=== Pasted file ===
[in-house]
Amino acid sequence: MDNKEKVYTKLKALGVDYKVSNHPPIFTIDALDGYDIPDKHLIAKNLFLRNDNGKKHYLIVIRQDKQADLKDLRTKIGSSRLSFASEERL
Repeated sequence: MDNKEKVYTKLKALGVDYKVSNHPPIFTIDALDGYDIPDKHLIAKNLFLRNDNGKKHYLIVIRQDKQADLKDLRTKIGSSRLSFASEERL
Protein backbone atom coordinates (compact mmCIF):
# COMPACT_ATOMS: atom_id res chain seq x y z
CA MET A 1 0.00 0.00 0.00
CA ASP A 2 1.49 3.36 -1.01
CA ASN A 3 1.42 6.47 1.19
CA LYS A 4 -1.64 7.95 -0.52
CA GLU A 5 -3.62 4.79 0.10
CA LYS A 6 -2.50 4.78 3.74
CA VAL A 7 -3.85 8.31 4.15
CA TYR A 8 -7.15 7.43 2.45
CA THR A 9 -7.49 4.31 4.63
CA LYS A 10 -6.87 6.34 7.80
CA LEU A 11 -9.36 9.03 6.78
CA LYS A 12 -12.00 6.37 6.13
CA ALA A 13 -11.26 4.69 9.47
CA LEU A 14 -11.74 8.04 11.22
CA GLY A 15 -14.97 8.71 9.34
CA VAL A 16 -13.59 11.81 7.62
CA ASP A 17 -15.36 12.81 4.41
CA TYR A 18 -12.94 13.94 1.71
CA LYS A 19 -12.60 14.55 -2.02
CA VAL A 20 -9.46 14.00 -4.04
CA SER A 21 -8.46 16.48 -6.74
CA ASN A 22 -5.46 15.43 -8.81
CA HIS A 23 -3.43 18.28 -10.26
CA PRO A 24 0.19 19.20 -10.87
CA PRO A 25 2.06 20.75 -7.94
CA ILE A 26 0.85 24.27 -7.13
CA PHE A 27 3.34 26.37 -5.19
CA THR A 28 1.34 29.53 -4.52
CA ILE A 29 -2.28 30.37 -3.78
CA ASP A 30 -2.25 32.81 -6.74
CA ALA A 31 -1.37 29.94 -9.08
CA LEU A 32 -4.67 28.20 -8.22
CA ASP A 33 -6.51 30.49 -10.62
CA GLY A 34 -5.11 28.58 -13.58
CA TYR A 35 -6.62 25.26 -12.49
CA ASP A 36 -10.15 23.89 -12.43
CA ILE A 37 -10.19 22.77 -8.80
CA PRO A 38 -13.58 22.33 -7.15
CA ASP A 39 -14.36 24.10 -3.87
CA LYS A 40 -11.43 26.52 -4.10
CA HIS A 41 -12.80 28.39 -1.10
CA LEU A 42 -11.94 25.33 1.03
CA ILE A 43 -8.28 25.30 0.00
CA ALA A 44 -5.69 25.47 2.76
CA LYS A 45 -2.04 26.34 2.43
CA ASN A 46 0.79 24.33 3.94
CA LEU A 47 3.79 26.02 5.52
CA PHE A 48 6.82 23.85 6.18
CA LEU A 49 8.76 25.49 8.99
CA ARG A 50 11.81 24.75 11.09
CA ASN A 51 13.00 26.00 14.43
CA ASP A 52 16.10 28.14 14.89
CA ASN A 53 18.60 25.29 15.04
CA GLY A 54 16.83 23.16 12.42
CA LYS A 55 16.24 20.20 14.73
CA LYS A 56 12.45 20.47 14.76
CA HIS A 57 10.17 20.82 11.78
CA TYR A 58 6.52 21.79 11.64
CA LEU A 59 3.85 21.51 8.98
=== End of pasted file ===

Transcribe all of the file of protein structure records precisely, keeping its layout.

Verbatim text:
[in-house]
Amino acid sequence: MDNKEKVYTKLKALGVDYKVSNHPPIFTIDALDGYDIPDKHLIAKNLFLRNDNGKKHYLIVIRQDKQADLKDLRTKIGSSRLSFASEERL
Repeated sequence: MDNKEKVYTKLKALGVDYKVSNHPPIFTIDALDGYDIPDKHLIAKNLFLRNDNGKKHYLIVIRQDKQADLKDLRTKIGSSRLSFASEERL
Protein backbone atom coordinates (compact mmCIF):
# COMPACT_ATOMS: atom_id res chain seq x y z
CA MET A 1 0.00 0.00 0.00
CA ASP A 2 1.49 3.36 -1.01
CA ASN A 3 1.42 6.47 1.19
CA LYS A 4 -1.64 7.95 -0.52
CA GLU A 5 -3.62 4.79 0.10
CA LYS A 6 -2.50 4.78 3.74
CA VAL A 7 -3.85 8.31 4.15
CA TYR A 8 -7.15 7.43 2.45
CA THR A 9 -7.49 4.31 4.63
CA LYS A 10 -6.87 6.34 7.80
CA LEU A 11 -9.36 9.03 6.78
CA LYS A 12 -12.00 6.37 6.13
CA ALA A 13 -11.26 4.69 9.47
CA LEU A 14 -11.74 8.04 11.22
CA GLY A 15 -14.97 8.71 9.34
CA VAL A 16 -13.59 11.81 7.62
CA ASP A 17 -15.36 12.81 4.41
CA TYR A 18 -12.94 13.94 1.71
CA LYS A 19 -12.60 14.55 -2.02
CA VAL A 20 -9.46 14.00 -4.04
CA SER A 21 -8.46 16.48 -6.74
CA ASN A 22 -5.46 15.43 -8.81
CA HIS A 23 -3.43 18.28 -10.26
CA PRO A 24 0.19 19.20 -10.87
CA PRO A 25 2.06 20.75 -7.94
CA ILE A 26 0.85 24.27 -7.13
CA PHE A 27 3.34 26.37 -5.19
CA THR A 28 1.34 29.53 -4.52
CA ILE A 29 -2.28 30.37 -3.78
CA ASP A 30 -2.25 32.81 -6.74
CA ALA A 31 -1.37 29.94 -9.08
CA LEU A 32 -4.67 28.20 -8.22
CA ASP A 33 -6.51 30.49 -10.62
CA GLY A 34 -5.11 28.58 -13.58
CA TYR A 35 -6.62 25.26 -12.49
CA ASP A 36 -10.15 23.89 -12.43
CA ILE A 37 -10.19 22.77 -8.80
CA PRO A 38 -13.58 22.33 -7.15
CA ASP A 39 -14.36 24.10 -3.87
CA LYS A 40 -11.43 26.52 -4.10
CA HIS A 41 -12.80 28.39 -1.10
CA LEU A 42 -11.94 25.33 1.03
CA ILE A 43 -8.28 25.30 0.00
CA ALA A 44 -5.69 25.47 2.76
CA LYS A 45 -2.04 26.34 2.43
CA ASN A 46 0.79 24.33 3.94
CA LEU A 47 3.79 26.02 5.52
CA PHE A 48 6.82 23.85 6.18
CA LEU A 49 8.76 25.49 8.99
CA ARG A 50 11.81 24.75 11.09
CA ASN A 51 13.00 26.00 14.43
CA ASP A 52 16.10 28.14 14.89
CA ASN A 53 18.60 25.29 15.04
CA GLY A 54 16.83 23.16 12.42
CA LYS A 55 16.24 20.20 14.73
CA LYS A 56 12.45 20.47 14.76
CA HIS A 57 10.17 20.82 11.78
CA TYR A 58 6.52 21.79 11.64
CA LEU A 59 3.85 21.51 8.98